George

We met George in immigration detention the second time he was detained. He had tried to seek protection in the U.S. once before, but without legal representation, he lost his case and was deported back to Ghana in 2018. 

After returning home, George reached out to a friend who happened to be in the LGBTQ community. Through this friend, George met his first boyfriend and realized he was bisexual. Unfortunately, George was later “outed” to homophobic local authorities. They attacked him, kidnapped him, and tortured him. Homophobic assaults like what George suffered are tragically common in Ghana, where same-sex intimacy is currently punishable with years in prison. Bravely, George escaped his captors, eventually returning to the U.S. in search of safety. 

“It is not easy for people like us in Ghana” George says. When he arrived to the U.S., he was detained at the border and then transferred several times to various detention centers across the U.S., which can make it difficult for detained immigrants to find legal counsel. Eventually, George was sent to Eloy Detention Center in Arizona. The Florence Project’s Adult Services Team connected with him there and offered free direct representation.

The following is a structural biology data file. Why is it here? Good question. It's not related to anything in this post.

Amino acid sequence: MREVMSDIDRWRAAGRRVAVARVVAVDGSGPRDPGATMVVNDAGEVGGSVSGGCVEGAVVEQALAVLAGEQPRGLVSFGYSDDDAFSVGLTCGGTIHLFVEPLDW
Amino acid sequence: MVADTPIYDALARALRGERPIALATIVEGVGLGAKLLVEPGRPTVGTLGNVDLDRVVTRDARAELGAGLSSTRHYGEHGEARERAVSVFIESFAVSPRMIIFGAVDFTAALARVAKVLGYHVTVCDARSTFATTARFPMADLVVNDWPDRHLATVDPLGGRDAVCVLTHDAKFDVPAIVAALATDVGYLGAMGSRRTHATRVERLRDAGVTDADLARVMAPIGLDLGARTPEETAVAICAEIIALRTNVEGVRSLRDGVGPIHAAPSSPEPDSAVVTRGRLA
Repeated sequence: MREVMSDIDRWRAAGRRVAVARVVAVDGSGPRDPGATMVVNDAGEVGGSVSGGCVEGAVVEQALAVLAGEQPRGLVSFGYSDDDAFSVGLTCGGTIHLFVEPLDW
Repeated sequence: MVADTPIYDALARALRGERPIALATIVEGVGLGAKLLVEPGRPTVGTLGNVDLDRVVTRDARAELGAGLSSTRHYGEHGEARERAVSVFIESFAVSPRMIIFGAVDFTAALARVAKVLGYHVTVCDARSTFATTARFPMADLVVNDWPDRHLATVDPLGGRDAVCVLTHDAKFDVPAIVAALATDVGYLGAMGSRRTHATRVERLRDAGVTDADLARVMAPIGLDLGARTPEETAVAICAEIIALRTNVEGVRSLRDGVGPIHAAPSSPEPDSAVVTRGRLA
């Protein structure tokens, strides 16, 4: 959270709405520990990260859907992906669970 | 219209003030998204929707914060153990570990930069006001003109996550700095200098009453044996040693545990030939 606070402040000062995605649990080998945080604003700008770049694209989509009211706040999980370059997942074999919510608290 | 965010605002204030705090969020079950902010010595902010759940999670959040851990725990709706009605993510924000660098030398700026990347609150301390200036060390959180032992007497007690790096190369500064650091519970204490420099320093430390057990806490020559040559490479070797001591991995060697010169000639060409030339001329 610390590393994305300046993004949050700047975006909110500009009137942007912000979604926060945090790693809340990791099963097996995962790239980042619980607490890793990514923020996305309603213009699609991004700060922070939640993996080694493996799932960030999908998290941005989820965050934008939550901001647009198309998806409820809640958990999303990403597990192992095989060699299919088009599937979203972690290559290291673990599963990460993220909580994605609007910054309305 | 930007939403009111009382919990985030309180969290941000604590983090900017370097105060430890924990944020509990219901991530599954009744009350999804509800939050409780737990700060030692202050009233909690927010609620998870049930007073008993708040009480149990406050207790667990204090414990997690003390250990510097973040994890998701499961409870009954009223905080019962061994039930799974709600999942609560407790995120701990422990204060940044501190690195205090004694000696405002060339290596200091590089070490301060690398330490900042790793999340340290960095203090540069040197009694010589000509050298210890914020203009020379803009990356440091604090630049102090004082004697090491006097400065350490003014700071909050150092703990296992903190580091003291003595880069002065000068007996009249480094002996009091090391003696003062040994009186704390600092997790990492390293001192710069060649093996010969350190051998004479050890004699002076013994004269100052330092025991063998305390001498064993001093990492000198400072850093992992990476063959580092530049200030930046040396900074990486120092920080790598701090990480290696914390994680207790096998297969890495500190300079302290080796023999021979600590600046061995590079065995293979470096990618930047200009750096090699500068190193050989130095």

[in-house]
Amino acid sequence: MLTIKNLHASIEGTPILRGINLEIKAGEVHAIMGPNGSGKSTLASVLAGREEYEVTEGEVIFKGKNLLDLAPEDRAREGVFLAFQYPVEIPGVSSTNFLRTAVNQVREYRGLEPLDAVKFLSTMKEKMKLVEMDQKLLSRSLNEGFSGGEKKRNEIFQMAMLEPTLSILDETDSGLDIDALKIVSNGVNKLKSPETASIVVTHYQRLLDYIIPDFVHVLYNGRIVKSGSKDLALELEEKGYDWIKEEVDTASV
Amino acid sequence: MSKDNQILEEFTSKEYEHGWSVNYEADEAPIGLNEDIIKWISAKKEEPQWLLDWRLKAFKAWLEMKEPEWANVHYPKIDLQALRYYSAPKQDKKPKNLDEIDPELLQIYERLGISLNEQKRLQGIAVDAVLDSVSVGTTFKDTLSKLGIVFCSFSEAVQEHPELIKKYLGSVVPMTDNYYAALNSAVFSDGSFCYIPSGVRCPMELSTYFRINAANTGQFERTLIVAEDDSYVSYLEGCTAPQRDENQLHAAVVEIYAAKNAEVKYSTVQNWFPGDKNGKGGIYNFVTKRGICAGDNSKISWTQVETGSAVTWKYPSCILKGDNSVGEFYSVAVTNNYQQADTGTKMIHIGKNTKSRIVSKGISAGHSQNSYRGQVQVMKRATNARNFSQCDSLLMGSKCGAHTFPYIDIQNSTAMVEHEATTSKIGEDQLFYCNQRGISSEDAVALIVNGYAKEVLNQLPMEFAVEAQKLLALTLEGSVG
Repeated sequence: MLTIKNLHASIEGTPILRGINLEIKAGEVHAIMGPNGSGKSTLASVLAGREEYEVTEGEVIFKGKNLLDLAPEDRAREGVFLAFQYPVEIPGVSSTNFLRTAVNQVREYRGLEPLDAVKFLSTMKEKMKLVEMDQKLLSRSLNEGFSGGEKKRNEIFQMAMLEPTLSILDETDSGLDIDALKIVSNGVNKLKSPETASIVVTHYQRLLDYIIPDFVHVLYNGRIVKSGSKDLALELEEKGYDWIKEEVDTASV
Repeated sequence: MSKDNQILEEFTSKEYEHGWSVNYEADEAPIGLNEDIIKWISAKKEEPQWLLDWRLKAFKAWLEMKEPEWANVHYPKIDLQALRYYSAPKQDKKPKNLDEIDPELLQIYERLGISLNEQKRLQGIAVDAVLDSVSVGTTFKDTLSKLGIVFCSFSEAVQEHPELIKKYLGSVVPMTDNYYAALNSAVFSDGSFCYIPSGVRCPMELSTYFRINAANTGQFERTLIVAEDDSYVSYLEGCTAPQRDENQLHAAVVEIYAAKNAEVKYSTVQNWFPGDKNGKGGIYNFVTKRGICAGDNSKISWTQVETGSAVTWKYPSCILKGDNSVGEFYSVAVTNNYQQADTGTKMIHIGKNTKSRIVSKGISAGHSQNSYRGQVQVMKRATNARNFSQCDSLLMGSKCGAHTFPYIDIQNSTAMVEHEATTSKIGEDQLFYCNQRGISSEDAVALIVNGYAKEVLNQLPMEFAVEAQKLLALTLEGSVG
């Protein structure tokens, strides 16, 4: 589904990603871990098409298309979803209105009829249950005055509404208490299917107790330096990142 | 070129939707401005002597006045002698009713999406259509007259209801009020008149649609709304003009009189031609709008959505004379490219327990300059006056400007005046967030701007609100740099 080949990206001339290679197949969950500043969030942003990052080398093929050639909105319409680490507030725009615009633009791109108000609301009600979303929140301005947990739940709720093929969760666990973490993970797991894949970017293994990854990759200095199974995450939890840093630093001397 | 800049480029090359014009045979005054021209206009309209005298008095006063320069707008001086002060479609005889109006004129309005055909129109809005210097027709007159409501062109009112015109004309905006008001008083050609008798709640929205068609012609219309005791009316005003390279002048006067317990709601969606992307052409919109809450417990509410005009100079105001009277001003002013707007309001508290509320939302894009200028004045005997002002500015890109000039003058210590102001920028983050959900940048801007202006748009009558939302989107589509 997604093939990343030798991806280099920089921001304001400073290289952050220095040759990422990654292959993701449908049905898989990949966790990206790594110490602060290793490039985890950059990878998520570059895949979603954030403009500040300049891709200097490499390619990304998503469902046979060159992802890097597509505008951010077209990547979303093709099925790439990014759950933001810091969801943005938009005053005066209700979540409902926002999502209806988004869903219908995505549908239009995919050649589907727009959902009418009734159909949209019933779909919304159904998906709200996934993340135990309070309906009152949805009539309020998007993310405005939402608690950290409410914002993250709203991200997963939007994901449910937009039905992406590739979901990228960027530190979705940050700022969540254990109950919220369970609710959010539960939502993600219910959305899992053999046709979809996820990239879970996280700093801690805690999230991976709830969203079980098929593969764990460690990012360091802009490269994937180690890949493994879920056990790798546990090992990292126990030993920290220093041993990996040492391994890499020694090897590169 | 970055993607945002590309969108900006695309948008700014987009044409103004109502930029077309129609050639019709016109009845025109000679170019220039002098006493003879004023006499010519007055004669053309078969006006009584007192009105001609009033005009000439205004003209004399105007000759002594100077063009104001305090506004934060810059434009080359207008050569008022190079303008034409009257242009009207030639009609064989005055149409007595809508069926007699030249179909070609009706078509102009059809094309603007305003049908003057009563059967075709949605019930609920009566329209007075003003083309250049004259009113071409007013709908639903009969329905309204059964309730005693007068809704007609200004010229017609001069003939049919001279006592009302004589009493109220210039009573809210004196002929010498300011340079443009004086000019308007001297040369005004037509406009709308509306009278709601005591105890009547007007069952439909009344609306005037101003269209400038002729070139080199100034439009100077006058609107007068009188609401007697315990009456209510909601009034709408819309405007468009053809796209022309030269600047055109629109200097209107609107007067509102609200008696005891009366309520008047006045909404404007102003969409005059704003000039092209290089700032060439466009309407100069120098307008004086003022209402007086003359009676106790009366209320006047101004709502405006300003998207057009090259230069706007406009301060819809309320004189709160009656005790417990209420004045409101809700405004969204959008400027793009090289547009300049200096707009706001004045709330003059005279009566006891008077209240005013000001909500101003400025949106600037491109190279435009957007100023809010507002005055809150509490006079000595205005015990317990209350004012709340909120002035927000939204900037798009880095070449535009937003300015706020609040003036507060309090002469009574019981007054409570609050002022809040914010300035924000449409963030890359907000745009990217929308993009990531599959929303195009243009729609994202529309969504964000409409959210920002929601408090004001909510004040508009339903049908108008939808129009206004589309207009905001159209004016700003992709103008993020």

“I was very scared that I would be sent back to Ghana,” George recalls. “If I go back home, I could be killed or sentenced to jail forever.”  

I reassured George that we would do our best to win his case.

Having grown up in one of the most homophobic and sexually conservative societies in the world, George understandably struggled to talk about his past relationship and persecution based on his sexual identity. However, after preparing with our legal team, he finally felt confident to testify and tell his story on the day of his hearing.  

“I like the way I am,” George now says proudly. “I am happy to be like this.”  

During court, he testified about the violent persecution he endured. He also withstood aggressive cross examination from an ICE prosecutor. We submitted evidence of Ghana’s new anti-LGBTQ legislation, which seeks to raise the prison time for same sex intimacy and criminalize people who identify, or are identified, as LGBTQ. Ultimately, with George’s testimony and our legal representation – after nine months in immigration detention while his case was adjudicated – the judge granted George’s case. He’d finally won freedom!

“I was very very excited, very very happy,” George says, recalling the moment the judge let him know he no longer had to fear deportation. “Right now in America, I feel more comfortable. I am not scared anymore.” 

When asked about his future plans, George says he wants to continue working, going to the park in his free time, and hopefully settle down someday with a new romantic partner, this time without fear of facing anti-LGBTQ attacks.  

George’s story reminds us of the resilience and bravery of those we serve, and the importance of our mission. Thank you for making our services possible through your solidarity!